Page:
Saturday, April 28, 2018

Consequences of Peace

Warlight by Michael Ondaatje


From Goodreads: “It is 1945, and London is still reeling from the Blitz and years of war. 14-year-old Nathaniel and his sister, Rachel, are apparently abandoned by their parents, left in the care of an enigmatic figure named The Moth. They suspect he might be a criminal, and both grow more convinced and less concerned as they get to know his eccentric crew of friends: men and women with a shared history, all of whom seem determined now to protect, and educate (in rather unusual ways) Rachel and Nathaniel. But are they really what and who they claim to be? A dozen years later, Nathaniel begins to uncover all he didn’t know or understand in that time, and it is this journey – through reality, recollection, and imagination – that is told in this magnificent novel.”

Saturday, April 21, 2018

Music and Silence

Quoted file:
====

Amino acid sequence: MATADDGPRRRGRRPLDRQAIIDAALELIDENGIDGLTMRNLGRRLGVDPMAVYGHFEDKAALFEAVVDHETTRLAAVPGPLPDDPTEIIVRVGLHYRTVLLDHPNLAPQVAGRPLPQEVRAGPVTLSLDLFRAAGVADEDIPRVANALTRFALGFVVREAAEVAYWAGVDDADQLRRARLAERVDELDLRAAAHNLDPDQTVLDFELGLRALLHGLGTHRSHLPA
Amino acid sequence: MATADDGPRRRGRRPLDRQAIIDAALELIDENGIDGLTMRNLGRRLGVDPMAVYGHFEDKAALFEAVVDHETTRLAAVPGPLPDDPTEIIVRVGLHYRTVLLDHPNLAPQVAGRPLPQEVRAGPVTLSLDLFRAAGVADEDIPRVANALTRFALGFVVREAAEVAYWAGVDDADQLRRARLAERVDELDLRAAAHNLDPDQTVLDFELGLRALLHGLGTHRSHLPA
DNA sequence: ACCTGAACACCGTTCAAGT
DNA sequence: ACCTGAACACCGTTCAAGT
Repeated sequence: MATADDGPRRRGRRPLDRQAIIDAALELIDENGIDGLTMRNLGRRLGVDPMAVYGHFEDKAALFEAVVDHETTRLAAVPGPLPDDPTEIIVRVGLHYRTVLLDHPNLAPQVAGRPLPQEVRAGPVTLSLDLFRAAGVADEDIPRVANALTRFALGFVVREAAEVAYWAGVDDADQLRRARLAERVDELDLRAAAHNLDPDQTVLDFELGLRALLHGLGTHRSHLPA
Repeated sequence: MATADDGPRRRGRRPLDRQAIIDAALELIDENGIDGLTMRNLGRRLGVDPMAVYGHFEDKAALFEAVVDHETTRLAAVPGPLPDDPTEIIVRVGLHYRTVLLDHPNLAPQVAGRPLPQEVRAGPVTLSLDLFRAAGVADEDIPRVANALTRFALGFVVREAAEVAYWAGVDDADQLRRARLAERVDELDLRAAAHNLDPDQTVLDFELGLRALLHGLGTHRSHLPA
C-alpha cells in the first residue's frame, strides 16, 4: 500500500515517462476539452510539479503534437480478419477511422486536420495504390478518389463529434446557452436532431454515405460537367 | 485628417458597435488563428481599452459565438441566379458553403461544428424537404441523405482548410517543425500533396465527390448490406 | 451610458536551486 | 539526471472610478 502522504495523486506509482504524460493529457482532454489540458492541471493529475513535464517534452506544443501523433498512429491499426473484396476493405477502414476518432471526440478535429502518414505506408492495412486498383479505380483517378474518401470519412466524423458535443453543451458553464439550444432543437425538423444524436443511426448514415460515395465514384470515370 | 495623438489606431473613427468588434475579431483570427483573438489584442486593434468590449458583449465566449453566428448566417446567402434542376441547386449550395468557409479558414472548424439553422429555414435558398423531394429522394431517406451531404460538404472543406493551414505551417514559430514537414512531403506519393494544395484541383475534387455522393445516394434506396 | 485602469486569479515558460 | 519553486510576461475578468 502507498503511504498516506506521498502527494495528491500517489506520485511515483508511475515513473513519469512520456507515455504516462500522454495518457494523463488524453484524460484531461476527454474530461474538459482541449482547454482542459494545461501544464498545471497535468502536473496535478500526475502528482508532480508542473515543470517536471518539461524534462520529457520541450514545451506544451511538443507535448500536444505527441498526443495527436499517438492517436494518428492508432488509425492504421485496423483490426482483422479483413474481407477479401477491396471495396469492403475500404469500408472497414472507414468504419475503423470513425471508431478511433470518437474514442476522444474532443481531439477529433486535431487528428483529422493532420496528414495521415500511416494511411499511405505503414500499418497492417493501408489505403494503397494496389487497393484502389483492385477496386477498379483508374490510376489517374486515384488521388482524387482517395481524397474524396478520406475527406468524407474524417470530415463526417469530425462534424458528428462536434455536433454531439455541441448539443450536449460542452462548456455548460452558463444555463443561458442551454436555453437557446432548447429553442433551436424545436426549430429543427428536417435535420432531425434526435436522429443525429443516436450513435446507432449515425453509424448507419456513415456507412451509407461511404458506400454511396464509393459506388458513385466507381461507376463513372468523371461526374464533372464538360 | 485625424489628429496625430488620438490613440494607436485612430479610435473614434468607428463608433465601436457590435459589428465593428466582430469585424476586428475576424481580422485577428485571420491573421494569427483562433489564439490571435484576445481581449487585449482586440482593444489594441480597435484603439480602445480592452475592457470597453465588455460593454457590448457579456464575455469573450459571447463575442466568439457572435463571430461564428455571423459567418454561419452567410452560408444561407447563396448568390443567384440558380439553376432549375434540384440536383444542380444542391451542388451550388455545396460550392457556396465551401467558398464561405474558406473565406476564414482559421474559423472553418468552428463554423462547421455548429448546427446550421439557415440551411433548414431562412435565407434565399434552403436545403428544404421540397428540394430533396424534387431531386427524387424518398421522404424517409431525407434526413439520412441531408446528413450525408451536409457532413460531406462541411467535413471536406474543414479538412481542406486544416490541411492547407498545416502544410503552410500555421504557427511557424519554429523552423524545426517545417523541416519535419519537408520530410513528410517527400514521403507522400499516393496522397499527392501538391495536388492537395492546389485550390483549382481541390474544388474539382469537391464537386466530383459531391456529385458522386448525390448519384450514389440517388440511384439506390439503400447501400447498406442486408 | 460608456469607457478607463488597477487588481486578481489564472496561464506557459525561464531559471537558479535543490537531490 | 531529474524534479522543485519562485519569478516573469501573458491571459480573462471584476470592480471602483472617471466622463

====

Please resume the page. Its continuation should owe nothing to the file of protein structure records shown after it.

The Noise of Time by Julian Barnes


“In May 1937 a man in his early thirties waits by the lift of a Leningrad apartment block. He waits all through the night, expecting to be taken away to the Big House. Any celebrity he has known in the previous decade is no use to him now. And few who are taken to the Big House ever return.”

Barnes’ latest novel is a fictional documentation of the life of the Russian composer, Dmitri Dmitrievich Shostakovich, who lived under both the Bolshevik and Communist regimes of the USSR, until his death in 1975. Shostakovich was at turns both adored and reviled by both his country’s people and leadership, and much of his music reflects this push-pull of acceptance and rejection. But what his life was like across all those years, and if he was a dissident or a loyal Communist party member, has mostly been left to conjecture and interpretation, and Barnes attempts to find his own answers to these contentions with this book.

Saturday, April 14, 2018

Shards of Remaining Objects

Smash All the Windows by Jane Davis


Goodreads Synopsis: “For the families of the victims of the St Botolph and Old Billingsgate disaster, the undoing of a miscarriage of justice should be a cause for rejoicing. For more than thirteen years, the search for truth has eaten up everything. Marriages, families, health, careers and finances. Finally, the coroner has ruled that the crowd did not contribute to their own deaths. Finally, now that lies have been unraveled and hypocrisies exposed, they can all get back to their lives. If only it were that simple.”